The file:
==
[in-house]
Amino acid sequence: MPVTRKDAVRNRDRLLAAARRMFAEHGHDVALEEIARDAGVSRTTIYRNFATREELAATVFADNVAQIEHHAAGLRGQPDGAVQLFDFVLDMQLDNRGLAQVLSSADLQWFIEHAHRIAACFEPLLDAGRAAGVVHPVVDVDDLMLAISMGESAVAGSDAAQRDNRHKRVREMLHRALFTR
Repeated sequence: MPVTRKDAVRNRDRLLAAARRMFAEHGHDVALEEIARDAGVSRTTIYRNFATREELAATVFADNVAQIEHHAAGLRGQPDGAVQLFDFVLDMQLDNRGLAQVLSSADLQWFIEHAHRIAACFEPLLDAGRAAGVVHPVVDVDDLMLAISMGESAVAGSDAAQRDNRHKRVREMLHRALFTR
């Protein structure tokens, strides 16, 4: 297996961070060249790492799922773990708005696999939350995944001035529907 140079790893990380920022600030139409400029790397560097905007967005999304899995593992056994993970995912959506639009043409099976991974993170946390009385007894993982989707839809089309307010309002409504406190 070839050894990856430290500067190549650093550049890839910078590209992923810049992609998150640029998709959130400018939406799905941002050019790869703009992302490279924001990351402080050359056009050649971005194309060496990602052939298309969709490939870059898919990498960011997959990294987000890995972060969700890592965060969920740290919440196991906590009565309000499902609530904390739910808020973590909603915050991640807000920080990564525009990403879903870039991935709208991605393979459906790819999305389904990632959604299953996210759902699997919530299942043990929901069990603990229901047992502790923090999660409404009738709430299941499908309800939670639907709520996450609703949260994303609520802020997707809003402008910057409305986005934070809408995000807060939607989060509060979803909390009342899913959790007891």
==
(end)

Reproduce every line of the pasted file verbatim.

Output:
[in-house]
Amino acid sequence: MPVTRKDAVRNRDRLLAAARRMFAEHGHDVALEEIARDAGVSRTTIYRNFATREELAATVFADNVAQIEHHAAGLRGQPDGAVQLFDFVLDMQLDNRGLAQVLSSADLQWFIEHAHRIAACFEPLLDAGRAAGVVHPVVDVDDLMLAISMGESAVAGSDAAQRDNRHKRVREMLHRALFTR
Repeated sequence: MPVTRKDAVRNRDRLLAAARRMFAEHGHDVALEEIARDAGVSRTTIYRNFATREELAATVFADNVAQIEHHAAGLRGQPDGAVQLFDFVLDMQLDNRGLAQVLSSADLQWFIEHAHRIAACFEPLLDAGRAAGVVHPVVDVDDLMLAISMGESAVAGSDAAQRDNRHKRVREMLHRALFTR
């Protein structure tokens, strides 16, 4: 297996961070060249790492799922773990708005696999939350995944001035529907 140079790893990380920022600030139409400029790397560097905007967005999304899995593992056994993970995912959506639009043409099976991974993170946390009385007894993982989707839809089309307010309002409504406190 070839050894990856430290500067190549650093550049890839910078590209992923810049992609998150640029998709959130400018939406799905941002050019790869703009992302490279924001990351402080050359056009050649971005194309060496990602052939298309969709490939870059898919990498960011997959990294987000890995972060969700890592965060969920740290919440196991906590009565309000499902609530904390739910808020973590909603915050991640807000920080990564525009990403879903870039991935709208991605393979459906790819999305389904990632959604299953996210759902699997919530299942043990929901069990603990229901047992502790923090999660409404009738709430299941499908309800939670639907709520996450609703949260994303609520802020997707809003402008910057409305986005934070809408995000807060939607989060509060979803909390009342899913959790007891």